Dental x-rays are x-rays done to help determine the state of an individual’s oral hygiene. It is used to determine how good a person’s oral hygiene is. It is also used to diagnose dental defects and determine how to treat them.
It is essential to know that as human beings, our dental health affects our physical, psychological, and mental health too. This is why dentists in Liberty Village Dental in Toronto educate patients on the need to come in regularly for dental x-rays to detect any problems and treat them before they get severe.
How does a Dental X-ray work
When people hear of dental x-rays, they often think of procedures and more procedures. But dental x-rays are just as easy as teeth cleanings. The process involves a small amount of radiation passes through the mouth that captures a picture of the teeth, gums, and tissues. The teeth absorb more radioactivity and appear lighter than the gums on the radiograph (the x-ray image).
If there is tooth decay or infection, it appears darker on the image because it cannot take in much of the x-rays. It is a procedure practiced every day by dentists and oral surgeons in planning treatments for oral diseases.
Uses of Dental X-rays
- They are used to perform follow-up dental checkups.
- They show the presence of cavities
- They help the dentist see the whole picture to determine the kind of tooth problem
- It helps to determine what kind of tooth implants, dentures are needed by showing the position of the teeth.
- It shows if the tooth has been subjected to periodontal diseases and if teeth replacements are needed.
- It shows if there are tumors in the mouth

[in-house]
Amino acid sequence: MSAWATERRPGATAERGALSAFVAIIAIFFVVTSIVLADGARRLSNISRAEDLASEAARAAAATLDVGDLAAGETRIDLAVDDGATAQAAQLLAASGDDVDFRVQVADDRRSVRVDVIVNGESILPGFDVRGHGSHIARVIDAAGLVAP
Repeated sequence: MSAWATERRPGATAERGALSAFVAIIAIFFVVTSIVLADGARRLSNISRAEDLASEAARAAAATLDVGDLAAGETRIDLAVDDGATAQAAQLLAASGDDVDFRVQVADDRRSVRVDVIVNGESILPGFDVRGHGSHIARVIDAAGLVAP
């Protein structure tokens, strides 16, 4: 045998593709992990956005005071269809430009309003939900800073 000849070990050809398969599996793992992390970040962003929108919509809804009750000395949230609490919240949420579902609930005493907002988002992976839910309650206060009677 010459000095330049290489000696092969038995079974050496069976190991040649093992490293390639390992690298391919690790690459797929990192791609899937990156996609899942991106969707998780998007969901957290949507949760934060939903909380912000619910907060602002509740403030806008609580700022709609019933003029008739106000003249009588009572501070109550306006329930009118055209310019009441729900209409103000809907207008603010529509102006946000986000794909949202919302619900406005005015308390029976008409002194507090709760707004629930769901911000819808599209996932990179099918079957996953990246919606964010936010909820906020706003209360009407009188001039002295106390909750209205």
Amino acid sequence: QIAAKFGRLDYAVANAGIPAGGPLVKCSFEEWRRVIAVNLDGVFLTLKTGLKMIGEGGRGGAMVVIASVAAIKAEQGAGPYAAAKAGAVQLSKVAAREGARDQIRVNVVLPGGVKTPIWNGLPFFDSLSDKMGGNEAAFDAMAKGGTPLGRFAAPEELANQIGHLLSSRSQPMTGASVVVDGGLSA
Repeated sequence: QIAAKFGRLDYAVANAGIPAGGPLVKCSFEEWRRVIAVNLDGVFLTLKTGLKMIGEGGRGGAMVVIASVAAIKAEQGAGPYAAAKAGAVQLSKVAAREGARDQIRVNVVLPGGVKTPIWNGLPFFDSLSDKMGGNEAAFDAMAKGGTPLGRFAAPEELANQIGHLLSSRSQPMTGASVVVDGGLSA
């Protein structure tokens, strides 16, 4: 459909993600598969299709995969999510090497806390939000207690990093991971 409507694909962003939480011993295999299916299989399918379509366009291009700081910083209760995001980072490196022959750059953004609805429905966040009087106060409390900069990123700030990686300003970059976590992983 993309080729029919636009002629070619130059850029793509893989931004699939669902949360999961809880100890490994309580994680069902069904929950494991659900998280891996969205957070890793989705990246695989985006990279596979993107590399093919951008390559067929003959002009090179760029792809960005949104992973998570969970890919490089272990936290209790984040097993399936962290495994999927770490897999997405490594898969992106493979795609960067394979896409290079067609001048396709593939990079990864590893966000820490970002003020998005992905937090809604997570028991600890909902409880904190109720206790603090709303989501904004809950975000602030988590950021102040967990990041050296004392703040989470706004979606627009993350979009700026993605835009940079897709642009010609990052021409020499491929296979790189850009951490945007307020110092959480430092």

- It shows abscesses.
- It shows the dentist’s tooth problems that cannot be seen in an oral exam.
- It saves money by discovering the problem on time and treating it before it gets worse. In the case of periodontal diseases, it can detect gingivitis before it gets severe and spreads to the body’s other organs.
How often are dental X-rays needed?
This depends on the reason why you need an X-ray. People without dental health issues can go without doing dental X-rays for years, while others with oral health problems might be requested to make periodic check-ins after treatments to ensure that there is no reoccurrence. Panoramic X-rays are done on new patients by doctors to evaluate their overall oral health.
Are dental X-rays safe?
This is a question commonly asked by people and a significant reason why individuals are discouraged from seeing the dentist. Although dental X-rays expose you to some level of radiation, it is also known that the harmful effects are meager.
This is because dentists take particular care in ensuring that the procedure goes well. However, if still concerned about your safety, you can request leaded protection to cover your body.
It is important to note that observing good dental hygiene by brushing twice a day, flossing regularly is an excellent way to avoid having a reason to go for dental X-rays. As they say, prevention is safer and better than looking for a cure.
Types of dental X-rays
- Periapical X-rays:
A periapical X-ray captures the picture of the whole tooth from crown to root. They are used to observe if there are slight changes in the root or the surrounding bone. They also show a portion of the lower and the upper teeth.
A film with a rod attached to it is put into the patient’s mouth, and the patient bites on it firmly to produce a clear image.
- Bitewing X-rays:
Unlike the periapical X-ray that shows a portion of the upper and bottom teeth, bitewing X-rays can only capture a specific area of the mouth. To get a complete picture of your entire mouth, the dentist will carry out more than one X-ray scan. The X-ray aids dentists in detecting decay between the teeth and alterations in the jaw bone affected by gum disease that might be hard to find in a typical oral exam.
It can be done using traditional or digital X-rays.
2. Occlusal X-rays:
This type of X-ray is larger than most other dental X-rays because it shows the entire arch of the upper teeth or bottom at a time. It is used to monitor tooth development and growth, especially in children.
3. Panoramic X-rays:
Panoramic X-ray captures the image of the entire mouth from undeveloped, developing to fully emerged teeth. The rotating hand of the machine makes a half-circle around the head while recording the mouth. It then shows a complete picture, unlike other X-rays capable of filming one part at a time.